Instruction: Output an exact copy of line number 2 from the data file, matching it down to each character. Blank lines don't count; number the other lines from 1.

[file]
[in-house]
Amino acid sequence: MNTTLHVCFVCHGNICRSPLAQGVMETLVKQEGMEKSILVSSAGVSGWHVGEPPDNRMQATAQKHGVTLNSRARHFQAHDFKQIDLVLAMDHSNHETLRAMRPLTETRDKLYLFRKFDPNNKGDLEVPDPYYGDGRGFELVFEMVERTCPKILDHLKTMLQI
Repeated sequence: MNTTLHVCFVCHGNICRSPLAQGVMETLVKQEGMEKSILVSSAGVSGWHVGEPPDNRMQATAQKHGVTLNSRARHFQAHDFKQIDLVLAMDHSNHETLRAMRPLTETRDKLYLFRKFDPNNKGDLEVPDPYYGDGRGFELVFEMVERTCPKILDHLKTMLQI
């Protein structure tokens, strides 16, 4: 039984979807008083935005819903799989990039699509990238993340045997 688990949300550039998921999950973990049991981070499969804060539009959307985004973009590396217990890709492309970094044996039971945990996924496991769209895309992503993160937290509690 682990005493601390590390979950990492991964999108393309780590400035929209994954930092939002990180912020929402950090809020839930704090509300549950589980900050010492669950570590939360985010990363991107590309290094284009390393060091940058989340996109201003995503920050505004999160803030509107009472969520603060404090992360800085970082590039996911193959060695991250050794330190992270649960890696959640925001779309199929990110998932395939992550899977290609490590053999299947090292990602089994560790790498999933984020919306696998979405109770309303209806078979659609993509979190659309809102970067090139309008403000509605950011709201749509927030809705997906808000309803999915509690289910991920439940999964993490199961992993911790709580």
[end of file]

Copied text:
Amino acid sequence: MNTTLHVCFVCHGNICRSPLAQGVMETLVKQEGMEKSILVSSAGVSGWHVGEPPDNRMQATAQKHGVTLNSRARHFQAHDFKQIDLVLAMDHSNHETLRAMRPLTETRDKLYLFRKFDPNNKGDLEVPDPYYGDGRGFELVFEMVERTCPKILDHLKTMLQI